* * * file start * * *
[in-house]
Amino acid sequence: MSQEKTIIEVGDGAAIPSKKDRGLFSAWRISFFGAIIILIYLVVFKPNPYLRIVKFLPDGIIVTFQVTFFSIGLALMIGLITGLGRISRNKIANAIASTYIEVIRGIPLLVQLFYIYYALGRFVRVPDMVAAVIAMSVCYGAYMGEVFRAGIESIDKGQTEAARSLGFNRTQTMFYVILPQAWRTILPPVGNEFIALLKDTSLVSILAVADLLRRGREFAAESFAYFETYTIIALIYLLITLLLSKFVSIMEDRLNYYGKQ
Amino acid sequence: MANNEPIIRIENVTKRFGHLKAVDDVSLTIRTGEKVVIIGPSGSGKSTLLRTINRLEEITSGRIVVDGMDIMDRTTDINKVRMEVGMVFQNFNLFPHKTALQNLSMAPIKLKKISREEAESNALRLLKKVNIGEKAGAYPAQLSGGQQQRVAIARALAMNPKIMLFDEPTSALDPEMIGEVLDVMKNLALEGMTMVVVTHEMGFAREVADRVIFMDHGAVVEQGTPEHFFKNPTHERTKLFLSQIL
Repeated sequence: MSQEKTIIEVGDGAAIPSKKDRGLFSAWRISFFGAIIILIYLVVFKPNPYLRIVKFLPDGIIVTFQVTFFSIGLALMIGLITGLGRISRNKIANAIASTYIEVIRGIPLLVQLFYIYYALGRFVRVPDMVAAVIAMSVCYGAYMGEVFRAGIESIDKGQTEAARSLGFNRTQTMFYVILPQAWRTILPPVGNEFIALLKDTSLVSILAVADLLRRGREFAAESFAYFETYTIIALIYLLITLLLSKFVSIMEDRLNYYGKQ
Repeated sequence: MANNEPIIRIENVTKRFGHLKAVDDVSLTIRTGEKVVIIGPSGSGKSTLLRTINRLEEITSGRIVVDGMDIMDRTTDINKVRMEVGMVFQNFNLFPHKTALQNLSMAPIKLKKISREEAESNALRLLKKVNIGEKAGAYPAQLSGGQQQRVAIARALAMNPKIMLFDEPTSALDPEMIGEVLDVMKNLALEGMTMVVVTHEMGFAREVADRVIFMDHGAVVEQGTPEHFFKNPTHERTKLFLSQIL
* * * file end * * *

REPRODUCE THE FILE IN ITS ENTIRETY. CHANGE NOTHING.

[in-house]
Amino acid sequence: MSQEKTIIEVGDGAAIPSKKDRGLFSAWRISFFGAIIILIYLVVFKPNPYLRIVKFLPDGIIVTFQVTFFSIGLALMIGLITGLGRISRNKIANAIASTYIEVIRGIPLLVQLFYIYYALGRFVRVPDMVAAVIAMSVCYGAYMGEVFRAGIESIDKGQTEAARSLGFNRTQTMFYVILPQAWRTILPPVGNEFIALLKDTSLVSILAVADLLRRGREFAAESFAYFETYTIIALIYLLITLLLSKFVSIMEDRLNYYGKQ
Amino acid sequence: MANNEPIIRIENVTKRFGHLKAVDDVSLTIRTGEKVVIIGPSGSGKSTLLRTINRLEEITSGRIVVDGMDIMDRTTDINKVRMEVGMVFQNFNLFPHKTALQNLSMAPIKLKKISREEAESNALRLLKKVNIGEKAGAYPAQLSGGQQQRVAIARALAMNPKIMLFDEPTSALDPEMIGEVLDVMKNLALEGMTMVVVTHEMGFAREVADRVIFMDHGAVVEQGTPEHFFKNPTHERTKLFLSQIL
Repeated sequence: MSQEKTIIEVGDGAAIPSKKDRGLFSAWRISFFGAIIILIYLVVFKPNPYLRIVKFLPDGIIVTFQVTFFSIGLALMIGLITGLGRISRNKIANAIASTYIEVIRGIPLLVQLFYIYYALGRFVRVPDMVAAVIAMSVCYGAYMGEVFRAGIESIDKGQTEAARSLGFNRTQTMFYVILPQAWRTILPPVGNEFIALLKDTSLVSILAVADLLRRGREFAAESFAYFETYTIIALIYLLITLLLSKFVSIMEDRLNYYGKQ
Repeated sequence: MANNEPIIRIENVTKRFGHLKAVDDVSLTIRTGEKVVIIGPSGSGKSTLLRTINRLEEITSGRIVVDGMDIMDRTTDINKVRMEVGMVFQNFNLFPHKTALQNLSMAPIKLKKISREEAESNALRLLKKVNIGEKAGAYPAQLSGGQQQRVAIARALAMNPKIMLFDEPTSALDPEMIGEVLDVMKNLALEGMTMVVVTHEMGFAREVADRVIFMDHGAVVEQGTPEHFFKNPTHERTKLFLSQIL